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Dune is in UK cinemas now

Notoriously, the 1984 screen adaptation of Frank Herbert’s 1965 mega-hit sci-fi novel Dune proved the first major flop of David Lynch’s career, trashed by Roger Ebert as “a real mess, an incomprehensible, ugly, unstructured, pointless excursion into the murkier realms of one of the most confusing screenplays of all time… Dune looks like a project that was seriously out of control from the start.” Few critics dissented and audiences stayed away in droves. Lynch, denied final cut, maintained the film was ruined by inept editing and remains reluctant to talk about it.

Lynch, though, wasn’t the first casualty of the Dune project. A decade earlier, the Chilean-born director Alejandro Jodorowsky (El Topo, 1970; Santa Sangre, 1989) had planned a massive 14-hour adaptation, with sets by H.R. Giger and a score by Pink Floyd, which would feature (inter alia) Orson Welles, Mick Jagger, David Carradine, Salvador Dalí and – according to Frank Pavich’s beguiling 2013 documentary on the project – 2,000 defecating extras. Not surprisingly, this hyper-ambitious behemoth foundered in pre-production.

So can this be third time lucky, with Denis Villeneuve in the driving seat? The Canadian director has form in this territory: Arrival (2016) was one of the subtlest and least grandstanding of recent big-budget sci-fi movies; and if Blade Runner 2049 (2017) failed to satisfy all fans of Ridley Scott’s original, it at least didn’t take the easy option of being a play-it-again sequel, instead exploring elements and implications of its predecessor to challenging effect. Good omens, perhaps, for the director’s stated aim of creating with the present film “Star Wars for adults”.

One pitfall into which the 1984 film fell headlong, but Villeneuve and his co-screenwriters, Jon Spaihts and Eric Roth, have shrewdly avoided, is excessive fidelity to the original. Herbert himself commended Lynch’s version, saying “This is going to go down in history as one of the few films that follows the book so carefully” – and this, unfortunately, was true. The novel is punctuated at frequent intervals with passages in italics telling us what this or that character is thinking – and Lynch’s film likewise gives us repeated sotto voce voiceovers while actors look pensive. What’s no more than mildly irritating on the page rapidly becomes tedious on the screen. Thankfully, Villeneuve and his team steer clear of such devices, hinting by visual means at what’s being thought.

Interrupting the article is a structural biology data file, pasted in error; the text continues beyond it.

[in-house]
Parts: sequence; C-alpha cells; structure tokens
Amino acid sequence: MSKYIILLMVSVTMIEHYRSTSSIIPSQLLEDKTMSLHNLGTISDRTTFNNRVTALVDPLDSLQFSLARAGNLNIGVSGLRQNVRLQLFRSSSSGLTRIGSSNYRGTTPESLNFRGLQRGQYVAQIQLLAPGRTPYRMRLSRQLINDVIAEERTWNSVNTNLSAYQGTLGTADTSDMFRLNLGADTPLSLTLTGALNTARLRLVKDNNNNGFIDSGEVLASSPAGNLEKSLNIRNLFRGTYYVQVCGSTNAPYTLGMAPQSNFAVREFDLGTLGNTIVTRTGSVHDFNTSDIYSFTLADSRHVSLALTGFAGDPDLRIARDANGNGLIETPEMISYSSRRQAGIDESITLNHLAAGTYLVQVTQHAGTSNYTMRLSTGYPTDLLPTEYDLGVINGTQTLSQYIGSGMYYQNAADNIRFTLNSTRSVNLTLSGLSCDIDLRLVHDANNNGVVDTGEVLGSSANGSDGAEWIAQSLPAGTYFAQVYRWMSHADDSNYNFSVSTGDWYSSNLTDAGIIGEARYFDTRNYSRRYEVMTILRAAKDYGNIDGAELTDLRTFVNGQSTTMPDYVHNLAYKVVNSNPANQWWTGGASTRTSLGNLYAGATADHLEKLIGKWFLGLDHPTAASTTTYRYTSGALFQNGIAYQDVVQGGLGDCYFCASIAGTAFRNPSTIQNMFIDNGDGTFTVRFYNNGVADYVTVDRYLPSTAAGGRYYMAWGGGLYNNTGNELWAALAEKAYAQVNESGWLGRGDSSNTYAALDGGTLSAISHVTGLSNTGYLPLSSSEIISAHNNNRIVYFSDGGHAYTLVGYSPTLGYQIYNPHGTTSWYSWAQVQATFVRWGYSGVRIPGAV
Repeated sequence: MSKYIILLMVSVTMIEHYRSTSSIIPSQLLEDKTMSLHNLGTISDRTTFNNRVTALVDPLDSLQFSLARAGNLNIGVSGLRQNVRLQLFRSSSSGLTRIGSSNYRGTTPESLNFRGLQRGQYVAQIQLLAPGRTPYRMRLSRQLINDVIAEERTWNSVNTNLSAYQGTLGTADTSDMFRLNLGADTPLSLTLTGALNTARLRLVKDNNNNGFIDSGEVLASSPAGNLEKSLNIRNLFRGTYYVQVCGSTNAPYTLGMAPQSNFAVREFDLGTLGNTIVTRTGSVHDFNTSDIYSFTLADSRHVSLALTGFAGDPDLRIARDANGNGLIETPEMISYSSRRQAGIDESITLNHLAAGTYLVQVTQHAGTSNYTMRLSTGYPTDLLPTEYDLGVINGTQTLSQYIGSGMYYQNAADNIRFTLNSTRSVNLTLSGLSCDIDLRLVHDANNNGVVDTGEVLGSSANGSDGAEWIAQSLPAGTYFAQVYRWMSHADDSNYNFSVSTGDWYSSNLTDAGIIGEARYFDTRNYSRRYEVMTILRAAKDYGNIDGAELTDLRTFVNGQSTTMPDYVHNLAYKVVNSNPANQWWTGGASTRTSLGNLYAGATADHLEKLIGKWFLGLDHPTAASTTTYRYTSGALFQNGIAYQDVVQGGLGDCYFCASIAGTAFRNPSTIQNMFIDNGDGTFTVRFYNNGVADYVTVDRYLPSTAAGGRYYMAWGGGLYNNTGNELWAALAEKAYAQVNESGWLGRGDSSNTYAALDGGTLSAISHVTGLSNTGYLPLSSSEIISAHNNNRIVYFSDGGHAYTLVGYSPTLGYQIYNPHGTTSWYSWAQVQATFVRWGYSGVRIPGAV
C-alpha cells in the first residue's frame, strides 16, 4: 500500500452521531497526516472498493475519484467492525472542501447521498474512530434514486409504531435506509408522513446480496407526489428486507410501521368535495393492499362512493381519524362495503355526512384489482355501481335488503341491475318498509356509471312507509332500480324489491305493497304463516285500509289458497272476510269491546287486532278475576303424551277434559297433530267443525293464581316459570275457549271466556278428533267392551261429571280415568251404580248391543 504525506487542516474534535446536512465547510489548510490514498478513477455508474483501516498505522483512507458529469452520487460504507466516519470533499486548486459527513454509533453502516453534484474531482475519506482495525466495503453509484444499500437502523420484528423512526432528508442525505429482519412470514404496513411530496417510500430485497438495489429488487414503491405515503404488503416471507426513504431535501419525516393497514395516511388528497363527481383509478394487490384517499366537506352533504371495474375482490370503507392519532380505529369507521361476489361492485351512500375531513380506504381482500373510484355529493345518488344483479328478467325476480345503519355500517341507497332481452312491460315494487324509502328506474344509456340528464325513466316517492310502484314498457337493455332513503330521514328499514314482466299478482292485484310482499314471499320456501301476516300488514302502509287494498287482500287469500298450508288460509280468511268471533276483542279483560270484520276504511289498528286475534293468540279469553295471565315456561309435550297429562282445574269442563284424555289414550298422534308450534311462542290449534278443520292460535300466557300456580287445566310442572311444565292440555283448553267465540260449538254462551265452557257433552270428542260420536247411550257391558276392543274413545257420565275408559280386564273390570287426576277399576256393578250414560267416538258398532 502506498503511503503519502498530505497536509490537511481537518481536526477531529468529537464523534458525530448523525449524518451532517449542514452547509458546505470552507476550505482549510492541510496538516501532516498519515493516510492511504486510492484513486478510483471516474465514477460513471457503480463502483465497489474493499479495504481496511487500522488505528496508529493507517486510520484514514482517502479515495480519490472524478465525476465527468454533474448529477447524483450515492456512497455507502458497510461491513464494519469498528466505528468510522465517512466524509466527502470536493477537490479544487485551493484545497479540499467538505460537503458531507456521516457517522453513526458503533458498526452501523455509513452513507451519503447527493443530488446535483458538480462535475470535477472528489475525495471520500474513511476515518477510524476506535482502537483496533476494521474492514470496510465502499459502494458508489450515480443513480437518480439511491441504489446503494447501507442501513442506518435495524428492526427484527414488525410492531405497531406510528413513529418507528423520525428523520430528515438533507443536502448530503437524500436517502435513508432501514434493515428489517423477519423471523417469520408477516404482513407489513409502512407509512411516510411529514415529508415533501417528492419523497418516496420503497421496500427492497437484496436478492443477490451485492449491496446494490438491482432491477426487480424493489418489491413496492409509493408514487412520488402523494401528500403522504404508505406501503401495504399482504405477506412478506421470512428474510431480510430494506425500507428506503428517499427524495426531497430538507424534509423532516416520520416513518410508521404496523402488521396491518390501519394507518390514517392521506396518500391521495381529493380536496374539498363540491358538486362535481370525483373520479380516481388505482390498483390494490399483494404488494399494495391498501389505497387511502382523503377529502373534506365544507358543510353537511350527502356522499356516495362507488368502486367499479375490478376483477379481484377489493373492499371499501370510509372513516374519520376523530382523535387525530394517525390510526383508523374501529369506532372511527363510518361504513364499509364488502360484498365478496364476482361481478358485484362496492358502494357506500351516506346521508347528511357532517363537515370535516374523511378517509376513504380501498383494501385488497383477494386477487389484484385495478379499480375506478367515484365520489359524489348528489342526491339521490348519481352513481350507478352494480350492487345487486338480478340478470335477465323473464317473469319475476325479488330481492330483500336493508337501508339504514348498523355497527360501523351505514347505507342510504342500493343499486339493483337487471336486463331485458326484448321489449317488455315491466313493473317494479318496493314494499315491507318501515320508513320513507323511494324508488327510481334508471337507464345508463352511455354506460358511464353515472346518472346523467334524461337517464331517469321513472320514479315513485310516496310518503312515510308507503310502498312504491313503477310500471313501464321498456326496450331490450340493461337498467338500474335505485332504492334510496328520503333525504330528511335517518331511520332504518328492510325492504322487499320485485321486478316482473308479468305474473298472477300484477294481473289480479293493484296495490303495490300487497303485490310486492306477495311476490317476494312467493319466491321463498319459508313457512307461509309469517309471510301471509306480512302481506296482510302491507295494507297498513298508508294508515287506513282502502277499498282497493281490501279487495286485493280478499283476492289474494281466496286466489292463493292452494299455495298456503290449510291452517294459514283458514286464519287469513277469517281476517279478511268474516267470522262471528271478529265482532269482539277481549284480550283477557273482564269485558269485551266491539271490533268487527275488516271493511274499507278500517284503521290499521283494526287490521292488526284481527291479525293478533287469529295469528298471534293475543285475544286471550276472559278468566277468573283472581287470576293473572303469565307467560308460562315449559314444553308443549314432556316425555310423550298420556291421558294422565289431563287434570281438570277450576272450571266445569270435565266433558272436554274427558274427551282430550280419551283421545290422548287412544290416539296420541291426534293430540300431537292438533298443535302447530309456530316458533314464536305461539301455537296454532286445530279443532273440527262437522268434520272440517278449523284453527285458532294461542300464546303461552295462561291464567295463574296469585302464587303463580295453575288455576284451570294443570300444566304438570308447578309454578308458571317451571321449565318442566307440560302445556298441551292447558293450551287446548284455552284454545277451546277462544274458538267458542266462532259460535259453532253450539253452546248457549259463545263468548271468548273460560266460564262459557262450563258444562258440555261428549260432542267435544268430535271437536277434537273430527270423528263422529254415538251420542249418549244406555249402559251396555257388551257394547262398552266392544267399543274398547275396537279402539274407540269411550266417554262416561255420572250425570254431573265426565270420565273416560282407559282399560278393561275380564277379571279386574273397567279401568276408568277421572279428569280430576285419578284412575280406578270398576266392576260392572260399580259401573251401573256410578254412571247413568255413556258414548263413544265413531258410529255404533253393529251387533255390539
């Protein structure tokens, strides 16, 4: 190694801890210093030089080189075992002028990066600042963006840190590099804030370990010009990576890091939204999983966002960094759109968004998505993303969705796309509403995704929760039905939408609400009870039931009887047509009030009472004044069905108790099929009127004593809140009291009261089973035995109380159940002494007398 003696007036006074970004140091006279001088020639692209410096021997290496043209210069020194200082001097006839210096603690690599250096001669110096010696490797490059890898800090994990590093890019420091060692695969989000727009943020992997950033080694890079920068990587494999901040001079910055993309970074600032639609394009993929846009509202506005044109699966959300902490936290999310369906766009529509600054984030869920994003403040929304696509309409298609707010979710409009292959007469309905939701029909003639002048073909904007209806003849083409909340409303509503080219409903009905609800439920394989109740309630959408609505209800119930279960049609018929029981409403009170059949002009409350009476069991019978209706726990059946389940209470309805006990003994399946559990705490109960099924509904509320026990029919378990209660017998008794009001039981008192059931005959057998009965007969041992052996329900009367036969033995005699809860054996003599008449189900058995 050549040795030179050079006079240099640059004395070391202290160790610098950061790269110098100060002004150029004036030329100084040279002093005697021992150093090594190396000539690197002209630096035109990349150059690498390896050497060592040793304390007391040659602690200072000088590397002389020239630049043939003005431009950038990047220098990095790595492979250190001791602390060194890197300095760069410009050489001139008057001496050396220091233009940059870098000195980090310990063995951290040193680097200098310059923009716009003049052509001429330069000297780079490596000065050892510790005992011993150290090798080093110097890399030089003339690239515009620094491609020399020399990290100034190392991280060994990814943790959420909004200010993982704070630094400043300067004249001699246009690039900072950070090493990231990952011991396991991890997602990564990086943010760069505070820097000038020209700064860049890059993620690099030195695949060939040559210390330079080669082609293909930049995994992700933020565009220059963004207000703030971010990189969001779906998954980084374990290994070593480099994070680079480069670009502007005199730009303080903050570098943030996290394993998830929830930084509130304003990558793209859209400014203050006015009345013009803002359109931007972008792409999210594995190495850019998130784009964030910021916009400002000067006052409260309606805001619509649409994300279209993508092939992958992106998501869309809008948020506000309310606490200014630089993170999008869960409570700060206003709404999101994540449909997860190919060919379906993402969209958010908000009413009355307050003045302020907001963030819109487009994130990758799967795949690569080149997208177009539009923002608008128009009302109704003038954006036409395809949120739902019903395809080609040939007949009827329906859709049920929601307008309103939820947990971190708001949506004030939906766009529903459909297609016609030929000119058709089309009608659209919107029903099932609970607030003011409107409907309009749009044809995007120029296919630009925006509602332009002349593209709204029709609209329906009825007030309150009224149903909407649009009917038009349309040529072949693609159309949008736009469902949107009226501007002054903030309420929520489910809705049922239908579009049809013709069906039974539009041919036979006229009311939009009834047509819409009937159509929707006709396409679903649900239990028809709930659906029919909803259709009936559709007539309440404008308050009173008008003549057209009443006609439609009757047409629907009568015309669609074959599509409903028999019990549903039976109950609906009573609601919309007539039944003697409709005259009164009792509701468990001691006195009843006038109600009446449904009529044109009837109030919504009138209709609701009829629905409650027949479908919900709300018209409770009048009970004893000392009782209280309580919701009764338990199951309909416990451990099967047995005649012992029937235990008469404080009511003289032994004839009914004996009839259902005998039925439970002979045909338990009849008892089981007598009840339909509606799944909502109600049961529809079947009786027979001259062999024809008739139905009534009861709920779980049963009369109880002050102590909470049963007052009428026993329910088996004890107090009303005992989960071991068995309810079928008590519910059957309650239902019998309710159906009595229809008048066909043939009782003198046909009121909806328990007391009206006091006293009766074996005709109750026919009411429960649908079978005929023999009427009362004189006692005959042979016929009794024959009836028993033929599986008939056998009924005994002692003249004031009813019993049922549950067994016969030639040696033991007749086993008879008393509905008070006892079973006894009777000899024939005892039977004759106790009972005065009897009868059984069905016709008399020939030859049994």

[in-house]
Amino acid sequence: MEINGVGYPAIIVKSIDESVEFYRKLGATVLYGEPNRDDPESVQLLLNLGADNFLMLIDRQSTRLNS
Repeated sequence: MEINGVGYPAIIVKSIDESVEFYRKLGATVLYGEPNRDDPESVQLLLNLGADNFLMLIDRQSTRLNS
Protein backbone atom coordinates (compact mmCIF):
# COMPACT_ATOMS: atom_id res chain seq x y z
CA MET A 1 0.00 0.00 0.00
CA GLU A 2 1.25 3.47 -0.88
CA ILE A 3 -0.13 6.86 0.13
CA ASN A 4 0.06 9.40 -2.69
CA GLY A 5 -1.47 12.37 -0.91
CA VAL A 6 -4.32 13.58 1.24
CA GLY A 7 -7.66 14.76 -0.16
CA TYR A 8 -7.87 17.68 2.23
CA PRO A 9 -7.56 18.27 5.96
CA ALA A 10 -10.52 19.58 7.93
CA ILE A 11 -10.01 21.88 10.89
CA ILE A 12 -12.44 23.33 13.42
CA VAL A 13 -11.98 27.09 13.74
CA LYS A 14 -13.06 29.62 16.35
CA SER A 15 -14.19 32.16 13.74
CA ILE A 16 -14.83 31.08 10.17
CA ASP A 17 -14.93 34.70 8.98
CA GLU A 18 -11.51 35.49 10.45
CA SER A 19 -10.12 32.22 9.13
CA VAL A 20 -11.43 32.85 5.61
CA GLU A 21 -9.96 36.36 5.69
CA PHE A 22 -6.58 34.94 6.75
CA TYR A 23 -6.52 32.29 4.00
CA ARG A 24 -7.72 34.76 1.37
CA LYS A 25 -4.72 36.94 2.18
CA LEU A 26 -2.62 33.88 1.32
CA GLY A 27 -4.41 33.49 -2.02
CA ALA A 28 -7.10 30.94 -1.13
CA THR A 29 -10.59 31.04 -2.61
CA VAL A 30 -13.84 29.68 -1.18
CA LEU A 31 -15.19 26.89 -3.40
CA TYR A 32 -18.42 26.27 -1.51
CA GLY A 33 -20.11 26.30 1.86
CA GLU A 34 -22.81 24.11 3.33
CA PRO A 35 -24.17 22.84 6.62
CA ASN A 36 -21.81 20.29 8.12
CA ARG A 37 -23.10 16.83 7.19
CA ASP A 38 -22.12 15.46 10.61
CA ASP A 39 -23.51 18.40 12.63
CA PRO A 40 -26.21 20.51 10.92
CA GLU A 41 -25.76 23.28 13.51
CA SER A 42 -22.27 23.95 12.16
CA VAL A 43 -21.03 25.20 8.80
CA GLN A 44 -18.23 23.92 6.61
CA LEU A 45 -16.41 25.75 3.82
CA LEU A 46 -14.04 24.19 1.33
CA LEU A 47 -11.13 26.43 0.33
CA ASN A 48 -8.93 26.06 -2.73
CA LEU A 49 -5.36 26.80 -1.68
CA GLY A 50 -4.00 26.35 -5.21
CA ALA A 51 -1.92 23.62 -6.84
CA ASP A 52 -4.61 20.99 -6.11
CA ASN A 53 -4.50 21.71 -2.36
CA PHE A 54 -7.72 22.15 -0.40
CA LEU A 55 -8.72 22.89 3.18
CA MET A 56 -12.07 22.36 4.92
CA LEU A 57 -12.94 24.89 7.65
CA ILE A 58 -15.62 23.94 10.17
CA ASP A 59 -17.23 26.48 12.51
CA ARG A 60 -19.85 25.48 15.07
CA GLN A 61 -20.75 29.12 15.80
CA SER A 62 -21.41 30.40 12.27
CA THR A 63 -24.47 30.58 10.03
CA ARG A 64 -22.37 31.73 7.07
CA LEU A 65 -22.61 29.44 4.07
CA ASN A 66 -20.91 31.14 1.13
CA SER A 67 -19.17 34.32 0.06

Timothée Chalamet as Paul Atreides in Dune (2021)
Timothée Chalamet as Paul Atreides in Dune (2021)
© Courtesy of Warner Bros

Otherwise, though, the present film does justice to its source – or at least, it does as far as it goes. Inevitably, given that Herbert’s is a long and complex novel, several episodes are compressed or omitted, but never to the detriment of the narrative flow. The key storyline isn’t distorted or simplified, and neither are the main characters; there are no casting missteps such as Lynch made in choosing the inexperienced Kyle MacLachlan to play hero Paul Atreides (his screen debut, and it showed), and drawing a clownish performance from Kenneth McMillan as chief villain Baron Harkonnen. Instead, Timothée Chalamet (Call Me by Your Name, 2017) tellingly brings out the steely determination developing behind Paul’s initial diffidence. No weak links in the impeccably chosen supporting cast, either.

As might be expected, the special effects are state-of-the-art and beyond, leaving the previous version gasping for breath. (Though even in 1984, five years after Alien, Lynch’s film looked hopelessly dated.) Especially appealing are the ‘ornithopters’, delicate flying machines like giant dragonflies. But Greig Fraser’s camera (using a mix of Imax and 2.35) also makes evocative use of natural locations, especially the Jordanian desert that represents the rolling dunes of the planet Arrakis, where most of the action plays out. (More than one nod here to the godfather of desert movies, Lean’s Lawrence of Arabia, 1962.) Herbert’s world intriguingly blends the futuristic with the medieval, adducing elements of Arab and Berber culture, a mix reflected in the film’s rich tapestry of sets and costumes. And pulsing over it all, Hans Zimmer’s relentless, brooding score, deploying wordless female choruses, percussion frenzies and even bagpipes.

But – “as far as it goes”? Yes, because this is credited as Dune Part One, with the action covering the first three-fifths of the novel. So is Part Two in production? Not yet, it seems; Warners and Legendary, it’s been reported, will wait to see how audience figures shape up before deciding whether to proceed. An odd strategy if true: will people come to watch the first part of a story with no conclusion guaranteed? (And no, Lord of the Rings didn’t work like that; principal photography on all three parts was shot simultaneously.) Quite a risk – even Paul Atreides might balk at that one.

10 great sci-fi adaptations

From H.G. Wells to Philip K. Dick, the titans of sci-fi literature have been keeping filmmakers busy for decades. As Denis Villeneuve becomes the latest director to grapple with Frank Herbert’s epic Dune, we remember 10 times they struck gold.

By Anton Bitel

10 great sci-fi adaptations

 

Originally published: 25 October 2021